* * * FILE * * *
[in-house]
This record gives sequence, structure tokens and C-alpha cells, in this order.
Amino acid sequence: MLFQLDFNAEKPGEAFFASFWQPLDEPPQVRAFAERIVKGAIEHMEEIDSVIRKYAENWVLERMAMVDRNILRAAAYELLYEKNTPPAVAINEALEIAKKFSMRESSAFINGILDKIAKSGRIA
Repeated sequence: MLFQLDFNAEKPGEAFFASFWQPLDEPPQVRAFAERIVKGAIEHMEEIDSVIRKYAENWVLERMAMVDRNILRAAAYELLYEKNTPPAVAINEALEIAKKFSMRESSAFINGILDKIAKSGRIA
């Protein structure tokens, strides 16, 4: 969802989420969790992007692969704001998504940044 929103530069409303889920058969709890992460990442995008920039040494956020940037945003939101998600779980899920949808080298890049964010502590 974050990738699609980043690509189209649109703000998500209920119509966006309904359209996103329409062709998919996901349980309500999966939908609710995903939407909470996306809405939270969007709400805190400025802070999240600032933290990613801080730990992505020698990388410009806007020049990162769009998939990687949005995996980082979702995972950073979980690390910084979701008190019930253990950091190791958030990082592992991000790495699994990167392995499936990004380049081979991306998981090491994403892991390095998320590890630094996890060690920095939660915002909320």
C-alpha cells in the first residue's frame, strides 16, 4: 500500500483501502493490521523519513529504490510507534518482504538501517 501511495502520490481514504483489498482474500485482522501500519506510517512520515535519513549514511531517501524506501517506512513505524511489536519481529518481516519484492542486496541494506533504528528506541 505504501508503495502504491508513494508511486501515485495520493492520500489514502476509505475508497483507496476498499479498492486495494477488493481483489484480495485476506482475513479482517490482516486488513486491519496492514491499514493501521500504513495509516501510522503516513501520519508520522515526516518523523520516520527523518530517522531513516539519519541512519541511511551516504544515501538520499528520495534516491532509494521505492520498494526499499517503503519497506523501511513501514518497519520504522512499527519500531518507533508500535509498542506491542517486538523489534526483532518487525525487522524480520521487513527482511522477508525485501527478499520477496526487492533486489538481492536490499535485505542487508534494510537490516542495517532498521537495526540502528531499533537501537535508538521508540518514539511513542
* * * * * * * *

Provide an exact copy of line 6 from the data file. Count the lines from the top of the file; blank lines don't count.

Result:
C-alpha cells in the first residue's frame, strides 16, 4: 500500500483501502493490521523519513529504490510507534518482504538501517 501511495502520490481514504483489498482474500485482522501500519506510517512520515535519513549514511531517501524506501517506512513505524511489536519481529518481516519484492542486496541494506533504528528506541 505504501508503495502504491508513494508511486501515485495520493492520500489514502476509505475508497483507496476498499479498492486495494477488493481483489484480495485476506482475513479482517490482516486488513486491519496492514491499514493501521500504513495509516501510522503516513501520519508520522515526516518523523520516520527523518530517522531513516539519519541512519541511511551516504544515501538520499528520495534516491532509494521505492520498494526499499517503503519497506523501511513501514518497519520504522512499527519500531518507533508500535509498542506491542517486538523489534526483532518487525525487522524480520521487513527482511522477508525485501527478499520477496526487492533486489538481492536490499535485505542487508534494510537490516542495517532498521537495526540502528531499533537501537535508538521508540518514539511513542